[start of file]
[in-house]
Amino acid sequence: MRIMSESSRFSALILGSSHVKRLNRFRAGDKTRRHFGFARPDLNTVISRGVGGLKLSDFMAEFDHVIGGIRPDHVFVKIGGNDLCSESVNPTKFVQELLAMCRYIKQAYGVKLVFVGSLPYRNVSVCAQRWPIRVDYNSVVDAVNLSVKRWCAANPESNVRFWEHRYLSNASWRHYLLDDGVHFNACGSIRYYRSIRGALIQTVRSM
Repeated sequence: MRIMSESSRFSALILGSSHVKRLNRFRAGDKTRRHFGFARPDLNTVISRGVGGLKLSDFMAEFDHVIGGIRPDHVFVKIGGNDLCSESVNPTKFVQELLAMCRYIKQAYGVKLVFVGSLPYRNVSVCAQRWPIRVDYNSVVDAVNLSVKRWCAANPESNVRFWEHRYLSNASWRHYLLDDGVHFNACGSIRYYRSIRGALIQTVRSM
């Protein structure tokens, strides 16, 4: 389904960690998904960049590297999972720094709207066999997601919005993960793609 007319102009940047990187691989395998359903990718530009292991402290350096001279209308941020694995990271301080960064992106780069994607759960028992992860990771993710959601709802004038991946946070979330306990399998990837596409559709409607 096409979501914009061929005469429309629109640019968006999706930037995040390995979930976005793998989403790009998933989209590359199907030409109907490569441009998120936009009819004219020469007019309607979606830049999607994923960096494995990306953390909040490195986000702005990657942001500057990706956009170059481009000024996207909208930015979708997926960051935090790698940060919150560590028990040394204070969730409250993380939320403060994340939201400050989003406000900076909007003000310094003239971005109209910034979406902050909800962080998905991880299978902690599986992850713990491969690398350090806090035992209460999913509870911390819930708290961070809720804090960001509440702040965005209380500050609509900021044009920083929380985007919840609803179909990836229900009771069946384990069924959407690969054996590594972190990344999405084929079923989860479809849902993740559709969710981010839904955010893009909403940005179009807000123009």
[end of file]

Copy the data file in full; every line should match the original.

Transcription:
[in-house]
Amino acid sequence: MRIMSESSRFSALILGSSHVKRLNRFRAGDKTRRHFGFARPDLNTVISRGVGGLKLSDFMAEFDHVIGGIRPDHVFVKIGGNDLCSESVNPTKFVQELLAMCRYIKQAYGVKLVFVGSLPYRNVSVCAQRWPIRVDYNSVVDAVNLSVKRWCAANPESNVRFWEHRYLSNASWRHYLLDDGVHFNACGSIRYYRSIRGALIQTVRSM
Repeated sequence: MRIMSESSRFSALILGSSHVKRLNRFRAGDKTRRHFGFARPDLNTVISRGVGGLKLSDFMAEFDHVIGGIRPDHVFVKIGGNDLCSESVNPTKFVQELLAMCRYIKQAYGVKLVFVGSLPYRNVSVCAQRWPIRVDYNSVVDAVNLSVKRWCAANPESNVRFWEHRYLSNASWRHYLLDDGVHFNACGSIRYYRSIRGALIQTVRSM
């Protein structure tokens, strides 16, 4: 389904960690998904960049590297999972720094709207066999997601919005993960793609 007319102009940047990187691989395998359903990718530009292991402290350096001279209308941020694995990271301080960064992106780069994607759960028992992860990771993710959601709802004038991946946070979330306990399998990837596409559709409607 096409979501914009061929005469429309629109640019968006999706930037995040390995979930976005793998989403790009998933989209590359199907030409109907490569441009998120936009009819004219020469007019309607979606830049999607994923960096494995990306953390909040490195986000702005990657942001500057990706956009170059481009000024996207909208930015979708997926960051935090790698940060919150560590028990040394204070969730409250993380939320403060994340939201400050989003406000900076909007003000310094003239971005109209910034979406902050909800962080998905991880299978902690599986992850713990491969690398350090806090035992209460999913509870911390819930708290961070809720804090960001509440702040965005209380500050609509900021044009920083929380985007919840609803179909990836229900009771069946384990069924959407690969054996590594972190990344999405084929079923989860479809849902993740559709969710981010839904955010893009909403940005179009807000123009």